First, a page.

Of the many state parks in Minnesota none is more appropriate than the Tower-Soudan State Park. Situated in the wooded highlands of the Lake Vermilion area, the park is within one of the State's most scenic areas and at the same time is a symbol to Minnesota's heritage -a monument to the vast iron ore resources that have been the backbone of the strength and wealth of the nation. The central feature of the park is the Soudan Iron Mine. This, the first iron mine in the State of Minnesota, was operated nearly continuously from its discovery in 1882 until 1962, when it was closed. Through its active life, the mine yielded a high-grade iron ore that brought premium prices in the iron ore market and provided employment for thousands of miners. Although the Soudan Mine was shut down because of the high cost of its operation and the reduced demand for its ore, in a sense its demise can be attributed to technological progress. Concurrently with the building of the large modern taconite plants, such as those on the Mesabi Range 20 miles to the south, the iron and steel industry has undergone revolutionary changes. The high-grade natural ores such as those from the Soudan Mine have been largely replaced by the marble-sized pellets of the taconite plants as the preferred feed for the steel furnaces. Steel men have found that through the use of pellets, production of the furnaces is greatly increased. As operation of the furnaces is the most costly of all the operations in steel making, it is little wonder that the demand today is for pellets rather than for the natural ores used in the past.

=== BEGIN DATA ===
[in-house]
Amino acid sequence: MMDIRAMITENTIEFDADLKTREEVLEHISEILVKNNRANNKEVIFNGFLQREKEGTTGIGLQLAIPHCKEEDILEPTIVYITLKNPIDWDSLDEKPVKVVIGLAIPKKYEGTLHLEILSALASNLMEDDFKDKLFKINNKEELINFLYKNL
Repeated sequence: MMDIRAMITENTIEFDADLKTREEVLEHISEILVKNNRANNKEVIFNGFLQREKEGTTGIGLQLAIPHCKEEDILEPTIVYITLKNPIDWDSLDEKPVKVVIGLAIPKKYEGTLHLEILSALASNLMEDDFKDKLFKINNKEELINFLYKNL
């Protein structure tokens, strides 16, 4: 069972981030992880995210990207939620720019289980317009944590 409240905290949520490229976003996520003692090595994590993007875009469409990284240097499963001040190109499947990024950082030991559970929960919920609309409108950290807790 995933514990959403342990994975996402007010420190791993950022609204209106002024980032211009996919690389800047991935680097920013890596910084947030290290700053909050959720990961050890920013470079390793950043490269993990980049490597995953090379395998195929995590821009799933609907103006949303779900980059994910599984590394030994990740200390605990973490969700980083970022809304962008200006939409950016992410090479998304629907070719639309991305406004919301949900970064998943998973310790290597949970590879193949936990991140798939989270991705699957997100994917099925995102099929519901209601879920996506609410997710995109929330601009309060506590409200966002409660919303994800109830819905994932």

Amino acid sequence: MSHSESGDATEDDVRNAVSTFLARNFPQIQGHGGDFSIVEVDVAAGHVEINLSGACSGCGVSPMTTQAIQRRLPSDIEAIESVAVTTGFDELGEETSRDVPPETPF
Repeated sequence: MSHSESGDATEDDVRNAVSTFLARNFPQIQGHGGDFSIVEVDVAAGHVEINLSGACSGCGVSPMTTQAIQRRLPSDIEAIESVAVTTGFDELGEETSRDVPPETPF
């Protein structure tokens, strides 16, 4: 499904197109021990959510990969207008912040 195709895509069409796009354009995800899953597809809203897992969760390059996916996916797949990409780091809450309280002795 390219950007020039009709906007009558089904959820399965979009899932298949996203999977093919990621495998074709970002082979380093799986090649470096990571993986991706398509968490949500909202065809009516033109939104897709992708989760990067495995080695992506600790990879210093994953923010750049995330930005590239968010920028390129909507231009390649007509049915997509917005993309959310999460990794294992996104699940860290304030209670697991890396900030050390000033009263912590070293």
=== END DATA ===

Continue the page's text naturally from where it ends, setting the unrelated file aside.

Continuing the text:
Sims, P.K.; Morey, G.B..
Educational Series 3. Geologic Sketch of the Tower-Soudan State Park.
Minnesota Geological Survey.
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